Eurozone economic activity survey gives mixed signals
(BRUSSELS) - A closely-watched survey indicating the pace of growth across the eurozone logged a 43-month high for the services sector in March, upwardly-revised EU data showed on Tuesday.
The composite eurozone index for manufacturing and services output compiled by the London-based Markit research firm fell 0.6 points from February to 57.6 points in March, a slight improvement from a previous estimate of 57.5 points.
Any reading above 50 indicates activity is expanding.
Markit said the latest reading signalled an expansion in economic activity for the 20th consecutive month and emphasised that the acceleration in services sector activity was the strongest since August 2007.
Manufacturing output growth, however, eased to a three-month low and once again sharp divergences in economic performance could be seen between France and Germany, and the rest.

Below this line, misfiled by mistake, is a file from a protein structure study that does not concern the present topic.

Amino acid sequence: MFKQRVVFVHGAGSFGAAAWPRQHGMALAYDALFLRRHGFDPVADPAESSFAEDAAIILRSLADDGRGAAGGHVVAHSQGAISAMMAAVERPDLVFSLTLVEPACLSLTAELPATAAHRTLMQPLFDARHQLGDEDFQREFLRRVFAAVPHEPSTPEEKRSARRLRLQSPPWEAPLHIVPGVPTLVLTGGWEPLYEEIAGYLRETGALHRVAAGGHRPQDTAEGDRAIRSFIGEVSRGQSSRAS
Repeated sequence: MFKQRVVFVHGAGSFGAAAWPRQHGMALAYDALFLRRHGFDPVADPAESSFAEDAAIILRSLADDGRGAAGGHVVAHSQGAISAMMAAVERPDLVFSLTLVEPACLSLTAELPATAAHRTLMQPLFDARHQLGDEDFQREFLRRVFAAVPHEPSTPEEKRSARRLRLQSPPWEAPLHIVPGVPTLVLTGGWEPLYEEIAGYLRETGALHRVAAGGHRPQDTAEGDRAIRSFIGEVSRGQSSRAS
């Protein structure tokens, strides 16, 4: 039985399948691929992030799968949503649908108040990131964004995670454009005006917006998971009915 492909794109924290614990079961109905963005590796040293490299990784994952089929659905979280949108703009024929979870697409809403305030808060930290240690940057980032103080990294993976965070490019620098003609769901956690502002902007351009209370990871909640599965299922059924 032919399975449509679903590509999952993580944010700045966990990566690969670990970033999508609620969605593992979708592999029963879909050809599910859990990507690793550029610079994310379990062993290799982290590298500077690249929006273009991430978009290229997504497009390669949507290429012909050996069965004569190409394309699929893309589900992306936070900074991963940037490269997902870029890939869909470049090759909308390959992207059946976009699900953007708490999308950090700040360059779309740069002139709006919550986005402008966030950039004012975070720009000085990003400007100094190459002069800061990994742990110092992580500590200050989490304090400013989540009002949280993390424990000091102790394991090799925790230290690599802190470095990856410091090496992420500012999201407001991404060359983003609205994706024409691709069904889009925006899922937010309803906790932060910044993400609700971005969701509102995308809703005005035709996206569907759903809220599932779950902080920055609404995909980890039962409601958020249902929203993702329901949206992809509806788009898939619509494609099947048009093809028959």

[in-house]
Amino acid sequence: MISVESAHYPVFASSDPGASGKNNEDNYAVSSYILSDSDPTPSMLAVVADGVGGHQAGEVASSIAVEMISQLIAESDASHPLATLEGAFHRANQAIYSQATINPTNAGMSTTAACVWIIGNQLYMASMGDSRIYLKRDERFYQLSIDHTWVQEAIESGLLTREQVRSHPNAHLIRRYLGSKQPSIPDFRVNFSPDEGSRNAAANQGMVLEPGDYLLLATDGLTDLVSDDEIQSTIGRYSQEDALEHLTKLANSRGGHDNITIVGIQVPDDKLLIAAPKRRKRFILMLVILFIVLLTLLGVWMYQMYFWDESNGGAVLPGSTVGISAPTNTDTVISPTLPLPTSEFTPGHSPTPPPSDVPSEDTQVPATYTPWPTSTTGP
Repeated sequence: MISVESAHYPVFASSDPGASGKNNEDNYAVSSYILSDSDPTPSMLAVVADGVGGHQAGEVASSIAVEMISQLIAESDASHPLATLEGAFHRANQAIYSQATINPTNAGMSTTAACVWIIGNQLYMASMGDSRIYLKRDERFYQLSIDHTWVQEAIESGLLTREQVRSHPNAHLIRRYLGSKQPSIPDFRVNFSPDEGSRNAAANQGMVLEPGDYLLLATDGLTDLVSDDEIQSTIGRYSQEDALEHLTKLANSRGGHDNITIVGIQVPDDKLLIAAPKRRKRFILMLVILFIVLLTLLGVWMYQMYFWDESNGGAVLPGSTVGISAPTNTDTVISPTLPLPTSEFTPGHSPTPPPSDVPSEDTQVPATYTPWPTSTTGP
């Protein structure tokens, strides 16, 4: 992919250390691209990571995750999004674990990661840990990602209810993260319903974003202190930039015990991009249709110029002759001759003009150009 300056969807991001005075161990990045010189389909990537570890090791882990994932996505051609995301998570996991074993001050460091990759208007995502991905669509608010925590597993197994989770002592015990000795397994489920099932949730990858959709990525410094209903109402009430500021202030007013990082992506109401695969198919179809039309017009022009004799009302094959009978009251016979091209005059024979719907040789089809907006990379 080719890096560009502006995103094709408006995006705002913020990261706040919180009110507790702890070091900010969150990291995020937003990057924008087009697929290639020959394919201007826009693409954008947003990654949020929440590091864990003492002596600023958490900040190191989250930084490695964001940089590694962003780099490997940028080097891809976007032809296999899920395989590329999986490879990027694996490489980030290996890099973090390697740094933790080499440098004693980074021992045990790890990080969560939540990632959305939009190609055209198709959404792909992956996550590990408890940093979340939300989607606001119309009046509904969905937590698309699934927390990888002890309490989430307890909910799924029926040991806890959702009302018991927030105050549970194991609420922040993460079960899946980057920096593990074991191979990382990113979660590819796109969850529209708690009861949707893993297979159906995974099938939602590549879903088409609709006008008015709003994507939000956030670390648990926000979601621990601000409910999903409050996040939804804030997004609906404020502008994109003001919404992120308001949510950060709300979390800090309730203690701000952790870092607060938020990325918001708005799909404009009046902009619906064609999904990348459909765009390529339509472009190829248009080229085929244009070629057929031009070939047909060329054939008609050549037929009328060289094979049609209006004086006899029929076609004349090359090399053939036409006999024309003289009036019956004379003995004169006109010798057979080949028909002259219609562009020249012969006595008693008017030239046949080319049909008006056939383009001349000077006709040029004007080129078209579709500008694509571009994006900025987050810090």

"Signs of weakness remained very much in evidence" outside the big two, with Spain falling back into a "services-led contraction and the downturn in Greek manufacturing continued," the survey said.
"Although the debt crisis in the periphery was affecting confidence, there was no evidence that the crisis in Japan had affected business materially," said Markit chief economist Chris Williamson.
"The unrest in the Middle East and North Africa, on the other hand, continued to have an impact via higher oil prices," he warned, highlighting rising input costs "at a rate approaching the near eight-year highs seen in 2008."
According to London-based IHS Global Insight analyst Howard Archer "the key question is can the Eurozone sustain this apparent improved growth in the early months of 2011 as fiscal tightening increasingly kicks in across the region?"
He added: "There can be little doubt that the European Central Bank will deliver a 25 basis point interest rate hike from 1.00 percent to 1.25 percent on Thursday -- even though higher interest rates threaten to add to the problems of Greece, Ireland, Portugal and, even Spain."
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